Delhi's poisonous air: Blame game starts between central and state governments

New Delhi: Delhi's air quality is becoming poisonous but instead of finding an immediate solution, both central and state governments seem to be busy settling political scores with each other. This is because the city government
delhi s poisonous air blame game starts between...
India TV News Desk 02 Apr 2015, 01:44 PM IST

New Delhi: Delhi's air quality is becoming poisonous but instead of finding an immediate solution, both central and state governments seem to be busy settling political scores with each other. 

This is because the city government and the Central government have started blame game for delaying the action to contain growing air pollution. 

The menace has now become a subject of political wrangling with two sides writing letters accusing each other of ignoring their respective demands.

A day after Union Environment Minister Prakash Javadekar slammed the AAP government in Delhi for not submitting an action plan to contain growing air pollution, the Kejriwal led government on Wednesday sent the Centre a rebuttal.

In a letter to Javadekar, a day after the Union Minister exhorted the Delhi government to act against air pollution, Delhi's Environment Minister Asim Ahmed Khan said that an action plan to improve air quality was sent to the Union Ministry in the month of February.

He further told Javadekar that in a follow-up to that, the departments concerned, including DDA, MCD, NDMC, Delhi Police, etc., have been requested to prepare time-bound implementation plans.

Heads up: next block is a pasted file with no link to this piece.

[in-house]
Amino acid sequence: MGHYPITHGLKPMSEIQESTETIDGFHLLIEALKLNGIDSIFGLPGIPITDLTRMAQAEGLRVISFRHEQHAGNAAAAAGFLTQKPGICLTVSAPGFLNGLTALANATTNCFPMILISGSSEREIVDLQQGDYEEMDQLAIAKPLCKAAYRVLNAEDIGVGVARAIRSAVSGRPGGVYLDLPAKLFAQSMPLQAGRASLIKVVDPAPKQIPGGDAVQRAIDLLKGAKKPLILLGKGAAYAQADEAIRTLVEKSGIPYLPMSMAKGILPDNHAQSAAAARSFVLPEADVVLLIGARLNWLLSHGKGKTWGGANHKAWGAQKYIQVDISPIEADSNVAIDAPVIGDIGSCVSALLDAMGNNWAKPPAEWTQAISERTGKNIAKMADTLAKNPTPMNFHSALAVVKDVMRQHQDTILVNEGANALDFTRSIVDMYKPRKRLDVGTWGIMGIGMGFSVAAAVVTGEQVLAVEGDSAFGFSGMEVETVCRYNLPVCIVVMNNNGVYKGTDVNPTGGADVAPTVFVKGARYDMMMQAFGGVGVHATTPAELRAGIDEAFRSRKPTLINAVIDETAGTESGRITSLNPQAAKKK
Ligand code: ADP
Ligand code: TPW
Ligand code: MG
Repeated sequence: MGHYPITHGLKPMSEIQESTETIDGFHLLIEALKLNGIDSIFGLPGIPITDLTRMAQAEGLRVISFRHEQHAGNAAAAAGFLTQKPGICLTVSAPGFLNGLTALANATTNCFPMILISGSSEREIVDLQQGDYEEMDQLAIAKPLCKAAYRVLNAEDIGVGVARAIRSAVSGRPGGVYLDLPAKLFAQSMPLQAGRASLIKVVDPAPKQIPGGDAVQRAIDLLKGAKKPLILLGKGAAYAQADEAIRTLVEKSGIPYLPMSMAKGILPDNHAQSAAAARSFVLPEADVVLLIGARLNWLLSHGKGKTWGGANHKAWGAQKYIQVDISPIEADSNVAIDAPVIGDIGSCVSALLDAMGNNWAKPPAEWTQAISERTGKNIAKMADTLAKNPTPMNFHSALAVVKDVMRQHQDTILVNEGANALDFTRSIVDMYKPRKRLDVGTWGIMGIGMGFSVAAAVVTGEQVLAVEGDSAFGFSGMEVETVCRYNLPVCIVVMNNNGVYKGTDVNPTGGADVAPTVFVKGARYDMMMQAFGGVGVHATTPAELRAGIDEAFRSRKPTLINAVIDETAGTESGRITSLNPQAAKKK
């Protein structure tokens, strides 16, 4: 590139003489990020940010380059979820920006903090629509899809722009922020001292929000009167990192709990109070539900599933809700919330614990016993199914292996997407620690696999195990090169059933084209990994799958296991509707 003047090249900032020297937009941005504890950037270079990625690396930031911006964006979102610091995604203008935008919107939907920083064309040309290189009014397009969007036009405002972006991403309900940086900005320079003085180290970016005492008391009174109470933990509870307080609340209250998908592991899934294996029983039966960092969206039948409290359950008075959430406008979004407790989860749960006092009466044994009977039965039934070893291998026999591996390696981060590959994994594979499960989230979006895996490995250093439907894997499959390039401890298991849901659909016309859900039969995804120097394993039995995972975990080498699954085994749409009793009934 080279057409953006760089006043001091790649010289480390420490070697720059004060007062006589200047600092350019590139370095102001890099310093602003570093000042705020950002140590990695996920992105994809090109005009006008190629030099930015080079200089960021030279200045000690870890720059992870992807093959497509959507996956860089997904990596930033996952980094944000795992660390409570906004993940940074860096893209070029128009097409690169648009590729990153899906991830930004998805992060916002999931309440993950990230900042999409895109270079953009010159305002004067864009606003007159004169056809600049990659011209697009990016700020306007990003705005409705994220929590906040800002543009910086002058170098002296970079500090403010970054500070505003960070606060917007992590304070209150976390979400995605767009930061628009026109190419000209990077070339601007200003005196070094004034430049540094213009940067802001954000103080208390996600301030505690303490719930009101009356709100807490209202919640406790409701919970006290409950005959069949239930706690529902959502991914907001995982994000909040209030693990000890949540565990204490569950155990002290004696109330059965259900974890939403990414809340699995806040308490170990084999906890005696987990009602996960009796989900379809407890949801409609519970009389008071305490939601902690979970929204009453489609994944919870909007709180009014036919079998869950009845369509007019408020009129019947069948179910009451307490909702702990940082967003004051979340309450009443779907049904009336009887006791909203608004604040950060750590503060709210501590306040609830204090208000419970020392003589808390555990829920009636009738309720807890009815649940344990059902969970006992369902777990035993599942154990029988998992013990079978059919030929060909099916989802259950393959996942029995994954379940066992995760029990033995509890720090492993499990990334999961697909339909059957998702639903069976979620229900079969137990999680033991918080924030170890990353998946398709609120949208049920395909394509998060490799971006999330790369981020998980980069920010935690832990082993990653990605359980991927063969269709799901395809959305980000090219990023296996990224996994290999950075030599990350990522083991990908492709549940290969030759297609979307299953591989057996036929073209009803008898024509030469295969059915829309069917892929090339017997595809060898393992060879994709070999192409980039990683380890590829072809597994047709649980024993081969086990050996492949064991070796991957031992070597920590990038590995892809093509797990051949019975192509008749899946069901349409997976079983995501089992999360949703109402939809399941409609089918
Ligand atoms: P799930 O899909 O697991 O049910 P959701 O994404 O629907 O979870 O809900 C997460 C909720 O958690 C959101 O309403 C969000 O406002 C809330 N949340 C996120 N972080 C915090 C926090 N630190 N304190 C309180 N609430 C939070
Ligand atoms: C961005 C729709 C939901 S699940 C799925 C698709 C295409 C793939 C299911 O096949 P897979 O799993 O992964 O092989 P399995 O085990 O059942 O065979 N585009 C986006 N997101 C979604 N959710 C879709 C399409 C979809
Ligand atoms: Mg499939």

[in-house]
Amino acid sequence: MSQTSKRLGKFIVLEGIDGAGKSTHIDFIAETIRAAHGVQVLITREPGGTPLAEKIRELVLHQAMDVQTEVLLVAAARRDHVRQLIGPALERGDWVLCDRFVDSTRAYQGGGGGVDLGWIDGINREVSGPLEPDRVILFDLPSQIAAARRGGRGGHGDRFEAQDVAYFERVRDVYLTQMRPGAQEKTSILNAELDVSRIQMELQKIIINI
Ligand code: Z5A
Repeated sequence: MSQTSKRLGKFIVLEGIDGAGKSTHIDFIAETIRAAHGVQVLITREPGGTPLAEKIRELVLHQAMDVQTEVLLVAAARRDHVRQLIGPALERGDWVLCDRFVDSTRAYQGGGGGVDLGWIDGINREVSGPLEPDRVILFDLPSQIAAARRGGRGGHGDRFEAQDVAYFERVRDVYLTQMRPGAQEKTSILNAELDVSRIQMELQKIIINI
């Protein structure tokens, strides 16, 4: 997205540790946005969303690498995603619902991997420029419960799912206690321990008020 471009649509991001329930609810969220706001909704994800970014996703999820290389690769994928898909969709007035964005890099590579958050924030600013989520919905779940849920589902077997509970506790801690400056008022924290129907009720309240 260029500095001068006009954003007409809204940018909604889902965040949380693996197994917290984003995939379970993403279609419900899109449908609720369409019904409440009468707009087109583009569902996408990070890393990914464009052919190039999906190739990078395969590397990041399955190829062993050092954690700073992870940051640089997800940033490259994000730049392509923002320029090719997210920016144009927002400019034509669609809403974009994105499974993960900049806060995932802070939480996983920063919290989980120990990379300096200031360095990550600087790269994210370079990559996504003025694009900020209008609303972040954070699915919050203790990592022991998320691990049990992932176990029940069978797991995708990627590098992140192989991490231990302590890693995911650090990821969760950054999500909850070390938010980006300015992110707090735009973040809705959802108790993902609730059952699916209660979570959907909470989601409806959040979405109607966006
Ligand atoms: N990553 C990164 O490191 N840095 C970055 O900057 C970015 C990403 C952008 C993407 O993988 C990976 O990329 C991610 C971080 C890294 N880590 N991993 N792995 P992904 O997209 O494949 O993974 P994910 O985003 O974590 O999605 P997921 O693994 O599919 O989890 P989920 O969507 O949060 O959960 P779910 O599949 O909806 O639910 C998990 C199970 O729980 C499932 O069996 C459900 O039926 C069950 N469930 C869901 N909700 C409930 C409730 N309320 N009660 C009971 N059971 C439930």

The departments concerned are working on the action points identified for them, Khan added. 

Javadekar had on Tuesday said Delhi government had assured his Ministry that it would submit an action plan till March 31, but added that it has not received any plans so far.

"It is pertinent to mention that air pollution does not recognise geographical boundaries. At any point, air pollution is caused by several sources, even from long distances. Since the NCR is a contiguous area with high-population density and multiple pollutant sources, it is difficult to pinpoint and isolate the source of pollution in Delhi alone," Khan said.

According to Delhi government, crop residue burning also contributes to high levels of pollution in Delhi. There are reports about scientific studies which indicate that Delhi is receiving pollution from neighbouring towns and industries present in NCR.

Khan requested the Union Minister to convene a meeting of various stakeholders in Delhi-NCR, saying, "Several towns of Haryana and Uttar Pradesh fall within NCR... May I request you to ask them to set-up joint check posts well within their territories to ensure that overloaded vehicles can be checked and turned back before they enter Delhi." 

He also called for these states to prepare an action plan on the lines of the one being drawn up for Delhi.

Delhi government also requested the Union Environment Ministry to take up the initiative of coordinating source- specific pollution control activities in the NCR to improve the air quality not only in Delhi, but in the entire area.

 
 
 

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